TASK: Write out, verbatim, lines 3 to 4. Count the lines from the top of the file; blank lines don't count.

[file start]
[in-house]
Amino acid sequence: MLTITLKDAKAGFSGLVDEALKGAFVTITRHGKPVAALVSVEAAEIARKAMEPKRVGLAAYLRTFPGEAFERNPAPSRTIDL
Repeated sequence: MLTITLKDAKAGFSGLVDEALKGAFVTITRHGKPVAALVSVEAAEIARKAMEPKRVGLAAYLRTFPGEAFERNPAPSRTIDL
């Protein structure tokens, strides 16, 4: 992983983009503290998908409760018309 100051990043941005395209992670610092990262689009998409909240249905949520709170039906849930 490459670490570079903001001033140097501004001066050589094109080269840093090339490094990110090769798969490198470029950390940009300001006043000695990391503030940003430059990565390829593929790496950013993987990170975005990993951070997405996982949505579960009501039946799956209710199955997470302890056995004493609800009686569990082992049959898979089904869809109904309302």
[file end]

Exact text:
Repeated sequence: MLTITLKDAKAGFSGLVDEALKGAFVTITRHGKPVAALVSVEAAEIARKAMEPKRVGLAAYLRTFPGEAFERNPAPSRTIDL
């Protein structure tokens, strides 16, 4: 992983983009503290998908409760018309 100051990043941005395209992670610092990262689009998409909240249905949520709170039906849930 490459670490570079903001001033140097501004001066050589094109080269840093090339490094990110090769798969490198470029950390940009300001006043000695990391503030940003430059990565390829593929790496950013993987990170975005990993951070997405996982949505579960009501039946799956209710199955997470302890056995004493609800009686569990082992049959898979089904869809109904309302």